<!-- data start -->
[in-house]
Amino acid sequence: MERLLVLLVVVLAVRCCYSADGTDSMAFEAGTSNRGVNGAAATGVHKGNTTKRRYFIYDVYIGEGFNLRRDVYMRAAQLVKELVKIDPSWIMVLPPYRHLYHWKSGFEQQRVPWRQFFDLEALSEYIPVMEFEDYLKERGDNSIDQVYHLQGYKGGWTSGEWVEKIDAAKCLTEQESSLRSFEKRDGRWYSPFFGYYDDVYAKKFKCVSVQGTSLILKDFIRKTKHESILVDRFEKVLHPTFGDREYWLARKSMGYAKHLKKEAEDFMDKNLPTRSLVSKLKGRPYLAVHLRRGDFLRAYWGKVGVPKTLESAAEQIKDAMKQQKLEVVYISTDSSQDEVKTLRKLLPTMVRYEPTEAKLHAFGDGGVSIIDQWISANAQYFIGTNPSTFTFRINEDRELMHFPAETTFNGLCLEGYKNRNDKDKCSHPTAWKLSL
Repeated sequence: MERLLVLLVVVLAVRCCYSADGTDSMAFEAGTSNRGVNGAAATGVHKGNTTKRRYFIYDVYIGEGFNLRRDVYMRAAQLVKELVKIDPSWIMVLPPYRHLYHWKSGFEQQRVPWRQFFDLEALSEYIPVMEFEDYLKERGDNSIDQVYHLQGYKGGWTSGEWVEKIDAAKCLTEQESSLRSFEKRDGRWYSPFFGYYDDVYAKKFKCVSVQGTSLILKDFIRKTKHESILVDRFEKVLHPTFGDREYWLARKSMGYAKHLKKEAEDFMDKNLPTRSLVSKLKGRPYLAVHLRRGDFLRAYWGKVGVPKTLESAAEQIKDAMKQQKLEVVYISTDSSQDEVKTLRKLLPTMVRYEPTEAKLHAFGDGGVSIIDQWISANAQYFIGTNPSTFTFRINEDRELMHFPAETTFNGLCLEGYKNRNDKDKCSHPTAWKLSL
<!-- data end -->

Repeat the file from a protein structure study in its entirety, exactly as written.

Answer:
[in-house]
Amino acid sequence: MERLLVLLVVVLAVRCCYSADGTDSMAFEAGTSNRGVNGAAATGVHKGNTTKRRYFIYDVYIGEGFNLRRDVYMRAAQLVKELVKIDPSWIMVLPPYRHLYHWKSGFEQQRVPWRQFFDLEALSEYIPVMEFEDYLKERGDNSIDQVYHLQGYKGGWTSGEWVEKIDAAKCLTEQESSLRSFEKRDGRWYSPFFGYYDDVYAKKFKCVSVQGTSLILKDFIRKTKHESILVDRFEKVLHPTFGDREYWLARKSMGYAKHLKKEAEDFMDKNLPTRSLVSKLKGRPYLAVHLRRGDFLRAYWGKVGVPKTLESAAEQIKDAMKQQKLEVVYISTDSSQDEVKTLRKLLPTMVRYEPTEAKLHAFGDGGVSIIDQWISANAQYFIGTNPSTFTFRINEDRELMHFPAETTFNGLCLEGYKNRNDKDKCSHPTAWKLSL
Repeated sequence: MERLLVLLVVVLAVRCCYSADGTDSMAFEAGTSNRGVNGAAATGVHKGNTTKRRYFIYDVYIGEGFNLRRDVYMRAAQLVKELVKIDPSWIMVLPPYRHLYHWKSGFEQQRVPWRQFFDLEALSEYIPVMEFEDYLKERGDNSIDQVYHLQGYKGGWTSGEWVEKIDAAKCLTEQESSLRSFEKRDGRWYSPFFGYYDDVYAKKFKCVSVQGTSLILKDFIRKTKHESILVDRFEKVLHPTFGDREYWLARKSMGYAKHLKKEAEDFMDKNLPTRSLVSKLKGRPYLAVHLRRGDFLRAYWGKVGVPKTLESAAEQIKDAMKQQKLEVVYISTDSSQDEVKTLRKLLPTMVRYEPTEAKLHAFGDGGVSIIDQWISANAQYFIGTNPSTFTFRINEDRELMHFPAETTFNGLCLEGYKNRNDKDKCSHPTAWKLSL